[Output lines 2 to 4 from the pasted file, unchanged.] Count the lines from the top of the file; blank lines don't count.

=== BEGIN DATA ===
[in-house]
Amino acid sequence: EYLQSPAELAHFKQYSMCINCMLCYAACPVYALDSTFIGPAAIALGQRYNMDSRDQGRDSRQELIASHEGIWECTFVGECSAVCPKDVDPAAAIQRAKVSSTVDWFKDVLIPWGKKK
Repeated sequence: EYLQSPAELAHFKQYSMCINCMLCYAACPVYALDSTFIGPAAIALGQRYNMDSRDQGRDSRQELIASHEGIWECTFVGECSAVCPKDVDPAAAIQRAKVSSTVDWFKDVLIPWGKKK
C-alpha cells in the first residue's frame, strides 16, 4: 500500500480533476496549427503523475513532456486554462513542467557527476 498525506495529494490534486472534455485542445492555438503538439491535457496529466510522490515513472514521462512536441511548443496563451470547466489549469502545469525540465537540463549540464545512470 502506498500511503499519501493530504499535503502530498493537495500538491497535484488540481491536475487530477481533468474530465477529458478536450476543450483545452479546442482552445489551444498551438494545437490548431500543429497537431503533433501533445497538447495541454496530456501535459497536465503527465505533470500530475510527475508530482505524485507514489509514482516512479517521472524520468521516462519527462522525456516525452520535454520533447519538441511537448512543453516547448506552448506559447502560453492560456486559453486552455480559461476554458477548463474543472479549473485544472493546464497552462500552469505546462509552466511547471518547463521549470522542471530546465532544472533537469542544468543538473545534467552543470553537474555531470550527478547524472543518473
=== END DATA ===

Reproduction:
Amino acid sequence: EYLQSPAELAHFKQYSMCINCMLCYAACPVYALDSTFIGPAAIALGQRYNMDSRDQGRDSRQELIASHEGIWECTFVGECSAVCPKDVDPAAAIQRAKVSSTVDWFKDVLIPWGKKK
Repeated sequence: EYLQSPAELAHFKQYSMCINCMLCYAACPVYALDSTFIGPAAIALGQRYNMDSRDQGRDSRQELIASHEGIWECTFVGECSAVCPKDVDPAAAIQRAKVSSTVDWFKDVLIPWGKKK
C-alpha cells in the first residue's frame, strides 16, 4: 500500500480533476496549427503523475513532456486554462513542467557527476 498525506495529494490534486472534455485542445492555438503538439491535457496529466510522490515513472514521462512536441511548443496563451470547466489549469502545469525540465537540463549540464545512470 502506498500511503499519501493530504499535503502530498493537495500538491497535484488540481491536475487530477481533468474530465477529458478536450476543450483545452479546442482552445489551444498551438494545437490548431500543429497537431503533433501533445497538447495541454496530456501535459497536465503527465505533470500530475510527475508530482505524485507514489509514482516512479517521472524520468521516462519527462522525456516525452520535454520533447519538441511537448512543453516547448506552448506559447502560453492560456486559453486552455480559461476554458477548463474543472479549473485544472493546464497552462500552469505546462509552466511547471518547463521549470522542471530546465532544472533537469542544468543538473545534467552543470553537474555531470550527478547524472543518473